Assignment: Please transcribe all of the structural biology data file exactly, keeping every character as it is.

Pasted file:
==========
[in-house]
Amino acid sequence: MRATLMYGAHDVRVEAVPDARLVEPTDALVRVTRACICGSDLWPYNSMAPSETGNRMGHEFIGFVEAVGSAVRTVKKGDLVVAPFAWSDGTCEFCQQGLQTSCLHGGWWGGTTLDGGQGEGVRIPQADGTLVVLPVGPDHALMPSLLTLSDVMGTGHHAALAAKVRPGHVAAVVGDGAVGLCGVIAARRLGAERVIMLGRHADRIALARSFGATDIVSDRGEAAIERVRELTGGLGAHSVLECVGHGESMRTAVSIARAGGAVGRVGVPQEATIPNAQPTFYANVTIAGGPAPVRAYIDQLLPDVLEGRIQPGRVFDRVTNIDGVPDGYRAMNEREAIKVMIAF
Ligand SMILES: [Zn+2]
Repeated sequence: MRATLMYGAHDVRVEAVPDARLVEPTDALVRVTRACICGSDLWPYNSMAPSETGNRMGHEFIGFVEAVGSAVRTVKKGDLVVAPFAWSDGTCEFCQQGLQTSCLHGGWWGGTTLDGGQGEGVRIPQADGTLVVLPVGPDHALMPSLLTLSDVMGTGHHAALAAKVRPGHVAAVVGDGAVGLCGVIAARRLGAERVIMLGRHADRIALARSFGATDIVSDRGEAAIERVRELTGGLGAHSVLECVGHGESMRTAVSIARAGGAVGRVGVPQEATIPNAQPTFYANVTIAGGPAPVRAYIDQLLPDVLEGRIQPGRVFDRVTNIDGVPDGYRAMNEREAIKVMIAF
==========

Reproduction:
[in-house]
Amino acid sequence: MRATLMYGAHDVRVEAVPDARLVEPTDALVRVTRACICGSDLWPYNSMAPSETGNRMGHEFIGFVEAVGSAVRTVKKGDLVVAPFAWSDGTCEFCQQGLQTSCLHGGWWGGTTLDGGQGEGVRIPQADGTLVVLPVGPDHALMPSLLTLSDVMGTGHHAALAAKVRPGHVAAVVGDGAVGLCGVIAARRLGAERVIMLGRHADRIALARSFGATDIVSDRGEAAIERVRELTGGLGAHSVLECVGHGESMRTAVSIARAGGAVGRVGVPQEATIPNAQPTFYANVTIAGGPAPVRAYIDQLLPDVLEGRIQPGRVFDRVTNIDGVPDGYRAMNEREAIKVMIAF
Ligand SMILES: [Zn+2]
Repeated sequence: MRATLMYGAHDVRVEAVPDARLVEPTDALVRVTRACICGSDLWPYNSMAPSETGNRMGHEFIGFVEAVGSAVRTVKKGDLVVAPFAWSDGTCEFCQQGLQTSCLHGGWWGGTTLDGGQGEGVRIPQADGTLVVLPVGPDHALMPSLLTLSDVMGTGHHAALAAKVRPGHVAAVVGDGAVGLCGVIAARRLGAERVIMLGRHADRIALARSFGATDIVSDRGEAAIERVRELTGGLGAHSVLECVGHGESMRTAVSIARAGGAVGRVGVPQEATIPNAQPTFYANVTIAGGPAPVRAYIDQLLPDVLEGRIQPGRVFDRVTNIDGVPDGYRAMNEREAIKVMIAF